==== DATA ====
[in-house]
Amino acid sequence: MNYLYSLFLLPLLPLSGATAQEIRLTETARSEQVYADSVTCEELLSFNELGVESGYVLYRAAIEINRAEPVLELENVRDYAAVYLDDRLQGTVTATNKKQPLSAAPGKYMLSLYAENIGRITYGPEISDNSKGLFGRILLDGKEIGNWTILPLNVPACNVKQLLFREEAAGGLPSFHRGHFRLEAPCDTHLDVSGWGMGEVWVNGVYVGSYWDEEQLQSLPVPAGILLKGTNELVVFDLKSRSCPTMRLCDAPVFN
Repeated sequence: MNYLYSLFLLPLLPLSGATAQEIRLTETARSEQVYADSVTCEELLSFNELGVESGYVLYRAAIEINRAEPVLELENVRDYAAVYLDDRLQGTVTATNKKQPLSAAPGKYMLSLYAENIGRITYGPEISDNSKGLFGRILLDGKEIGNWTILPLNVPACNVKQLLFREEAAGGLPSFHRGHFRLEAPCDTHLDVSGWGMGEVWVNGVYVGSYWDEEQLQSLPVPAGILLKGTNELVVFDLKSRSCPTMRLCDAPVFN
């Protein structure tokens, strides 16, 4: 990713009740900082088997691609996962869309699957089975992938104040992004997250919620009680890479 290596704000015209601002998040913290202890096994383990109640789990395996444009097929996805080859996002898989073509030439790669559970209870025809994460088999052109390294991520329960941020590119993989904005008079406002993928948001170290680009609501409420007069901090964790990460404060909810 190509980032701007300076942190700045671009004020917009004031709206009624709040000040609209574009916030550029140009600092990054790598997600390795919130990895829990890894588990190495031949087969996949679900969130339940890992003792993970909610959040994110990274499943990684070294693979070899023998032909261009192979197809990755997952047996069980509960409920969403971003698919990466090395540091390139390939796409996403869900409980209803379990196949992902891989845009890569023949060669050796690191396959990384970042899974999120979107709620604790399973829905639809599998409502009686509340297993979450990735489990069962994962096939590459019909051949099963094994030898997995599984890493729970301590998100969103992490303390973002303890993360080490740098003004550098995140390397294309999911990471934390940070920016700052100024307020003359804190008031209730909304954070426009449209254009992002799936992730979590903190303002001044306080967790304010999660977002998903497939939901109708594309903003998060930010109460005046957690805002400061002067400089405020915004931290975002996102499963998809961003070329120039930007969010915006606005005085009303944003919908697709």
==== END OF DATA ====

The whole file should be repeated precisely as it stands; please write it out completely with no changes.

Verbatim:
[in-house]
Amino acid sequence: MNYLYSLFLLPLLPLSGATAQEIRLTETARSEQVYADSVTCEELLSFNELGVESGYVLYRAAIEINRAEPVLELENVRDYAAVYLDDRLQGTVTATNKKQPLSAAPGKYMLSLYAENIGRITYGPEISDNSKGLFGRILLDGKEIGNWTILPLNVPACNVKQLLFREEAAGGLPSFHRGHFRLEAPCDTHLDVSGWGMGEVWVNGVYVGSYWDEEQLQSLPVPAGILLKGTNELVVFDLKSRSCPTMRLCDAPVFN
Repeated sequence: MNYLYSLFLLPLLPLSGATAQEIRLTETARSEQVYADSVTCEELLSFNELGVESGYVLYRAAIEINRAEPVLELENVRDYAAVYLDDRLQGTVTATNKKQPLSAAPGKYMLSLYAENIGRITYGPEISDNSKGLFGRILLDGKEIGNWTILPLNVPACNVKQLLFREEAAGGLPSFHRGHFRLEAPCDTHLDVSGWGMGEVWVNGVYVGSYWDEEQLQSLPVPAGILLKGTNELVVFDLKSRSCPTMRLCDAPVFN
């Protein structure tokens, strides 16, 4: 990713009740900082088997691609996962869309699957089975992938104040992004997250919620009680890479 290596704000015209601002998040913290202890096994383990109640789990395996444009097929996805080859996002898989073509030439790669559970209870025809994460088999052109390294991520329960941020590119993989904005008079406002993928948001170290680009609501409420007069901090964790990460404060909810 190509980032701007300076942190700045671009004020917009004031709206009624709040000040609209574009916030550029140009600092990054790598997600390795919130990895829990890894588990190495031949087969996949679900969130339940890992003792993970909610959040994110990274499943990684070294693979070899023998032909261009192979197809990755997952047996069980509960409920969403971003698919990466090395540091390139390939796409996403869900409980209803379990196949992902891989845009890569023949060669050796690191396959990384970042899974999120979107709620604790399973829905639809599998409502009686509340297993979450990735489990069962994962096939590459019909051949099963094994030898997995599984890493729970301590998100969103992490303390973002303890993360080490740098003004550098995140390397294309999911990471934390940070920016700052100024307020003359804190008031209730909304954070426009449209254009992002799936992730979590903190303002001044306080967790304010999660977002998903497939939901109708594309903003998060930010109460005046957690805002400061002067400089405020915004931290975002996102499963998809961003070329120039930007969010915006606005005085009303944003919908697709």